Clergy are in a unique position to make significant contributions for their parishioners as they often take part in parishioners’ rites of passage, including marriage. Yet educating clergy to teach premarital education is often neglected in theological education. In this article, I will review several important issues about premarital education and what clergy can do to help couples better prepare for marriage.

What do we know about marriage, premarital education, and divorce?

There has been plethora of research about marriage, marriage education, and divorce in the past twenty years or so, and we know a lot about them. Even so, the national divorce rate in U.S. has remained steady at around 50 percent. Many researchers point out that negative effects of divorce are grave and wide-ranging and include an increased risk of psychopathology, increased rates of accidents, increased incidence of physical illness, violence, and homicide, decreased longevity, and more. Children may also suffer damaging effects, such as depression, health problems, poor academic performance, and poor social competence. The effects of divorce are not limited to the boundaries of the family, but also contribute to social, economic, and political problems.

Recognizing the deleterious social effects of failed marriage, the U.S. Department of Health and Human Services through the Deficit Reduction Act of 2005 has provided 150 million dollars each year for the last several years to many organizations across the country for healthy marriage promotion (and fatherhood). Such government funding helped promote many premarital education resources including David and Claudia Arp’s 10 Great Dates before You Say I Do, John Van Epp’s How to Avoid Marrying a Jerk (or Jerkette), and premarital inventories including FOCCUS Inc.’s FOCCUS (Facilitate Open Caring Communication Understanding and Study) and David and Karen Olson’s PREPARE/ENRICH. Excellent nonreligiousrelationship education resources for teenagers are also available at The Dibble Institute. Although we do not yet know whether the Deficit Reduction Act of 2005 made a significant impact in reducing the national divorce rate, it is welcome news that many local churches have become more interested in relationship education in recent years.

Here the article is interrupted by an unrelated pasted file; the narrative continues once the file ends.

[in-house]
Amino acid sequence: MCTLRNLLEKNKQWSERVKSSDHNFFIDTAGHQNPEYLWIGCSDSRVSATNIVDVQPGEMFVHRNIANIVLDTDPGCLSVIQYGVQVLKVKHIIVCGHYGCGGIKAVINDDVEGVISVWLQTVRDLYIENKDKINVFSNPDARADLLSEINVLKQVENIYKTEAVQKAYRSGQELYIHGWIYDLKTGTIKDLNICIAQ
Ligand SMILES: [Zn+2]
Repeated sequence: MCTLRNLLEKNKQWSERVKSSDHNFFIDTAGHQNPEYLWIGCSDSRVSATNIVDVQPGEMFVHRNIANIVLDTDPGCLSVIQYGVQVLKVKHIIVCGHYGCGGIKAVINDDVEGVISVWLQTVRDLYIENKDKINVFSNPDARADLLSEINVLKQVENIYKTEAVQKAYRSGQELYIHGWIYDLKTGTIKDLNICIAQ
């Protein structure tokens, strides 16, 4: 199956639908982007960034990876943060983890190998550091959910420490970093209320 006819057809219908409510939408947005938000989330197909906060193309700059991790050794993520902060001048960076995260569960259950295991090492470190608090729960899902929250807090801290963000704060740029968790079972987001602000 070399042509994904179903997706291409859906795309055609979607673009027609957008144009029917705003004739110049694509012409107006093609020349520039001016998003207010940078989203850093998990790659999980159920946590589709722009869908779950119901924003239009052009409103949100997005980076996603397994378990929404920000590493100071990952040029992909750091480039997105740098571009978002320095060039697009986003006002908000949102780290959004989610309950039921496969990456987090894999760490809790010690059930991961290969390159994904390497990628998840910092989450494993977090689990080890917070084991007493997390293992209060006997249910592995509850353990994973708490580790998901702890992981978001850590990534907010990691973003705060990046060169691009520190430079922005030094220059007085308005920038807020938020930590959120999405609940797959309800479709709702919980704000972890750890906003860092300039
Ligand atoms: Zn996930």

Does marriage preparation or premarital education work?

It has been well-established that premarital education, when delivered properly, helps couples avert bad marriages and, once married, contributes to increased marital stability. One of the most significant research studies on this topic has been a national study conducted in 1995 by Creighton University’s Center for Marriage and Family. The study examined the efficacy of premarital education with 1300 married couples across the U.S. who received premarital education. According to the study, about two-thirds of the couples who were asked rated premarital education highly valuable. As a result of marital preparation programs, 3 to 5 percent of the couples cancelled their marriage plans because, presumably, they discovered that they were not ready for marriage or that they were not a good match for each other. Couples receiving premarital education four months or less before the wedding date do not cancel the marriage. For this reason, it is suggested that premarital education should be offered a minimum of six to eight months prior to the wedding. Canceling marriage was better facilitated by the use of a self-diagnostic tool such as FOCCUS.